Project description:The bacterial phylum Acidobacteria has a widespread distribution and is one of the most common and diverse phyla in soil habitats. However, members of this phylum have often been recalcitrant to cultivation methods, hampering the study of this presumably important bacterial group. In this study, we used a cultivation-independent metagenomic approach to recover genomic information from soilborne members of this phylum. A soil metagenomic fosmid library was screened by PCR targeting acidobacterial 16S rRNA genes, facilitating the recovery of 17 positive clones. Recovered inserts appeared to originate from a range of Acidobacteria subdivisions, with dominance of subdivision 6 (10 clones). Upon full-length insert sequencing, gene annotation identified a total of 350 open reading frames (ORFs), representing a broad range of functions. Remarkably, six inserts from subdivision 6 contained a region of gene synteny, containing genes involved in purine de novo biosynthesis and encoding tRNA synthetase and conserved hypothetical proteins. Similar genomic regions had previously been observed in several environmental clones recovered from soil and marine sediments, facilitating comparisons with respect to gene organization and evolution. Comparative analyses revealed a general dichotomy between marine and terrestrial genes in both phylogeny and G+C content. Although the significance of this homologous gene cluster across subdivision 6 members is not known, it appears to be a common feature within a large percentage of all acidobacterial genomic fragments recovered from both of these environments.
Project description:Acidobacteria are ubiquitous and abundant members of soil bacterial communities. However, an ecological understanding of this important phylum has remained elusive because its members have been difficult to culture and few molecular investigations have focused exclusively on this group. We generated an unprecedented number of acidobacterial DNA sequence data using pyrosequencing and clone libraries (39,707 and 1787 sequences, respectively) to characterize the relative abundance, diversity and composition of acidobacterial communities across a range of soil types. To gain insight into the ecological characteristics of acidobacterial taxa, we investigated the large-scale biogeographic patterns exhibited by acidobacterial communities, and related soil and site characteristics to acidobacterial community assemblage patterns. The 87 soils analyzed by pyrosequencing contained more than 8600 unique acidobacterial phylotypes (at the 97% sequence similarity level). One phylotype belonging to Acidobacteria subgroup 1, but not closely related to any cultured representatives, was particularly abundant, accounting for 7.4% of bacterial sequences and 17.6% of acidobacterial sequences, on average, across the soils. The abundance of Acidobacteria relative to other bacterial taxa was highly variable across the soils examined, but correlated strongly with soil pH (R=-0.80, P<0.001). Soil pH was also the best predictor of acidobacterial community composition, regardless of how the communities were characterized, and the relative abundances of the dominant Acidobacteria subgroups were readily predictable. Acidobacterial communities were more phylogenetically clustered as soil pH departed from neutrality, suggesting that pH is an effective habitat filter, restricting community membership to progressively more narrowly defined lineages as pH deviates from neutrality.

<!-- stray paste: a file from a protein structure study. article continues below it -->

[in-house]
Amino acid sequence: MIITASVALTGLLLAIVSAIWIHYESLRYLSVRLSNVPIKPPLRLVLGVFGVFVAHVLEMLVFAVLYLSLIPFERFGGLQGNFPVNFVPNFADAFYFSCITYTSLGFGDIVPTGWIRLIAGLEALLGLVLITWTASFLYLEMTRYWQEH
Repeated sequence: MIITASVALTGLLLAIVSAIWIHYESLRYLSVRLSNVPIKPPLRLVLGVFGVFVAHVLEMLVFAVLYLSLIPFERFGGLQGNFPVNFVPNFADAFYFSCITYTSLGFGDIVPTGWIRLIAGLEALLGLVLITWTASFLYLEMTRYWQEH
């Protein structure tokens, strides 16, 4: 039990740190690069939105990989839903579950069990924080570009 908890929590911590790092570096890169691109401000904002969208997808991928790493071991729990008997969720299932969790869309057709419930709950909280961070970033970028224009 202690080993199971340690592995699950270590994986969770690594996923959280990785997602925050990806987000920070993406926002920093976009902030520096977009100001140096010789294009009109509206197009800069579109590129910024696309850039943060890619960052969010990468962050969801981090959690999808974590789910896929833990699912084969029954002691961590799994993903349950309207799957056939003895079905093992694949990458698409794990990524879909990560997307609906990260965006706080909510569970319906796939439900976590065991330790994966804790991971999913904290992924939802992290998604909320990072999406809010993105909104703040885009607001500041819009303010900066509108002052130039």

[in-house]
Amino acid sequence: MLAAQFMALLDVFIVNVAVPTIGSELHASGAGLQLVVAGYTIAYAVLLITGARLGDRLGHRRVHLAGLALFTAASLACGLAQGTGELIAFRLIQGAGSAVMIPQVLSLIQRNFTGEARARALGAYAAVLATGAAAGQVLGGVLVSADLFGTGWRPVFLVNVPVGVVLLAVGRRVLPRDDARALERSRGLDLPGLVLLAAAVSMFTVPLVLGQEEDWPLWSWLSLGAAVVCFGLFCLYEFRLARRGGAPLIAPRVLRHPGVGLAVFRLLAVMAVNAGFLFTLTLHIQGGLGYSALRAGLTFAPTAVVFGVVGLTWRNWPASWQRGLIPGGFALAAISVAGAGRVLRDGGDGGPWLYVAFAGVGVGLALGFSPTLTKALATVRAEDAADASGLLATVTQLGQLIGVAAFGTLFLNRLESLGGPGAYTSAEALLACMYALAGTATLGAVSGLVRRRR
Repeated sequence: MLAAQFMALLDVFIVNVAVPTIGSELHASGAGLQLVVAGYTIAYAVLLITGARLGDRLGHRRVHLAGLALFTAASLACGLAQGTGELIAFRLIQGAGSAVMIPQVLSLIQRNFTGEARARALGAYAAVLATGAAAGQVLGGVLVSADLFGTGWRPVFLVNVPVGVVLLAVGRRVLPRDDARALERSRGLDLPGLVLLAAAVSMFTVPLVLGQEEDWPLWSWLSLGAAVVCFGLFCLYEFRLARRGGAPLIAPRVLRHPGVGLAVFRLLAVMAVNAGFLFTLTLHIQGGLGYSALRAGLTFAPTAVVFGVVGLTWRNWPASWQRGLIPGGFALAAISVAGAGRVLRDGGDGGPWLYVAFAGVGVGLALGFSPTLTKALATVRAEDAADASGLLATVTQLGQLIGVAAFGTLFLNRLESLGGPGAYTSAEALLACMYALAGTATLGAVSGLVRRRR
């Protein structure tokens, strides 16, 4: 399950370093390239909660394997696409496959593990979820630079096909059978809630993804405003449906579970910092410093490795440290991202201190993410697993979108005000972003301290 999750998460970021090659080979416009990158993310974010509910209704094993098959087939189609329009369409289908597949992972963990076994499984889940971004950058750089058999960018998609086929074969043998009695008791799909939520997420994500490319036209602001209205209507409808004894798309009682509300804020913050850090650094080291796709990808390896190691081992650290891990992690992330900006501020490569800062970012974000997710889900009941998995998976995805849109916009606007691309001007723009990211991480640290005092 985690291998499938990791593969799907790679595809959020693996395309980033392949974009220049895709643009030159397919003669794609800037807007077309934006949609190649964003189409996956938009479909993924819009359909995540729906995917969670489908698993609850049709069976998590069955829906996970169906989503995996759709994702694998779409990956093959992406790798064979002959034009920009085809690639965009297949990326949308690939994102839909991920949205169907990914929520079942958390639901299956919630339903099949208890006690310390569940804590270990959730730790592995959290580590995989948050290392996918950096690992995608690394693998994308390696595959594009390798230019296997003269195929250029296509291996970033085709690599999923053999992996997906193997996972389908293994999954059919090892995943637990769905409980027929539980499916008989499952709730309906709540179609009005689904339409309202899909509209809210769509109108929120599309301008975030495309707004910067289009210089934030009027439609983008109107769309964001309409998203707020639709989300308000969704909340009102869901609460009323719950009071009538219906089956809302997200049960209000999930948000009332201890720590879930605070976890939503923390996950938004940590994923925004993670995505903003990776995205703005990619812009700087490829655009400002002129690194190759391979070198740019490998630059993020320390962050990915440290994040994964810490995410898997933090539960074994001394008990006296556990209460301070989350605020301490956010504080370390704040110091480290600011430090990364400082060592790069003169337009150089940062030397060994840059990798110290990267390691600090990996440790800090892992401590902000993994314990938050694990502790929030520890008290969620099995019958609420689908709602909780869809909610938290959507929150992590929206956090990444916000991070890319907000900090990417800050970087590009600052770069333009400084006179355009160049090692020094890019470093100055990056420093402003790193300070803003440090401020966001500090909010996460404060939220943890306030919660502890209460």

Project description:Lakes formed because of coal mining are characterized by low pH and high concentrations of Fe(II) and sulfate. The anoxic sediment is often separated into an upper acidic zone (pH 3; zone I) with large amounts of reactive iron and a deeper slightly acidic zone (pH 5.5; zone III) with smaller amounts of iron. In this study, the impact of pH on the Fe(III)-reducing activities in both of these sediment zones was investigated, and molecular analyses that elucidated the sediment microbial diversity were performed. Fe(II) was formed in zone I and III sediment microcosms at rates that were approximately 710 and 895 nmol cm(-3) day(-1), respectively. A shift to pH 5.3 conditions increased Fe(II) formation in zone I by a factor of 2. A shift to pH 3 conditions inhibited Fe(II) formation in zone III. Clone libraries revealed that the majority of the clones from both zones (approximately 44%) belonged to the Acidobacteria phylum. Since Acidobacterium capsulatum reduced Fe oxides at pHs ranging from 2 to 5, Acidobacteria might be involved in the cycling of iron [corrected]. PCR products specific for species related to Acidiphilium revealed that there were higher numbers of phylotypes related to cultured Acidiphilium or Acidisphaera species in zone III than in zone I. From the PCR products obtained for bioleaching-associated bacteria, only one phylotype with a level of similarity to Acidithiobacillus ferrooxidans of 99% was obtained. Using primer sets specific for Geobacteraceae, PCR products were obtained in higher DNA dilutions from zone III than from zone I. Phylogenetic analysis of clone libraries obtained from Fe(III)-reducing enrichment cultures grown at pH 5.5 revealed that the majority of clones were closely related to members of the Betaproteobacteria, primarily species of Thiomonas. Our results demonstrated that the upper acidic sediment was inhabited by acidophiles or moderate acidophiles which can also reduce Fe(III) under slightly acidic conditions. The majority of Fe(III) reducers inhabiting the slightly acidic sediment had only minor capacities to be active under acidic conditions.